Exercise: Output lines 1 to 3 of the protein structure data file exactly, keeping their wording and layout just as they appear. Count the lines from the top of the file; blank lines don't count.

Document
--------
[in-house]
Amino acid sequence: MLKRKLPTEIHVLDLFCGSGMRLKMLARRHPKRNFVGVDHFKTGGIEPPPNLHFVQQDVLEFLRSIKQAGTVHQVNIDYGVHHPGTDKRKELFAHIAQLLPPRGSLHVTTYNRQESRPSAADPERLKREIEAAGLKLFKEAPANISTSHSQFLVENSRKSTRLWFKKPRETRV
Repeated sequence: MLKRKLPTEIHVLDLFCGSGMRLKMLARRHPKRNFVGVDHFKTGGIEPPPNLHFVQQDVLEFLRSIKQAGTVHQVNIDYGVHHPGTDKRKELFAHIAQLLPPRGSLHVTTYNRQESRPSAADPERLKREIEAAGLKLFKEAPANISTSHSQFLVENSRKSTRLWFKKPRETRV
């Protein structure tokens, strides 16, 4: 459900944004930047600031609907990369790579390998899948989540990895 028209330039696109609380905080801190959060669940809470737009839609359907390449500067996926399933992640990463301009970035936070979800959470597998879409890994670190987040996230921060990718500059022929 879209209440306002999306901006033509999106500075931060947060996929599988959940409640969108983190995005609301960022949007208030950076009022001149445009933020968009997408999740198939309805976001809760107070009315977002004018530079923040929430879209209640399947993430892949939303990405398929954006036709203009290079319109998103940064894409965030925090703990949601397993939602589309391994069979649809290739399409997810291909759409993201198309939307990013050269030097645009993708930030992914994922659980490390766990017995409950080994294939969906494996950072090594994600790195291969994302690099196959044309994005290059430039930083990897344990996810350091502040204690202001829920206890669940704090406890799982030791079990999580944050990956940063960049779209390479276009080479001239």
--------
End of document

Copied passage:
[in-house]
Amino acid sequence: MLKRKLPTEIHVLDLFCGSGMRLKMLARRHPKRNFVGVDHFKTGGIEPPPNLHFVQQDVLEFLRSIKQAGTVHQVNIDYGVHHPGTDKRKELFAHIAQLLPPRGSLHVTTYNRQESRPSAADPERLKREIEAAGLKLFKEAPANISTSHSQFLVENSRKSTRLWFKKPRETRV
Repeated sequence: MLKRKLPTEIHVLDLFCGSGMRLKMLARRHPKRNFVGVDHFKTGGIEPPPNLHFVQQDVLEFLRSIKQAGTVHQVNIDYGVHHPGTDKRKELFAHIAQLLPPRGSLHVTTYNRQESRPSAADPERLKREIEAAGLKLFKEAPANISTSHSQFLVENSRKSTRLWFKKPRETRV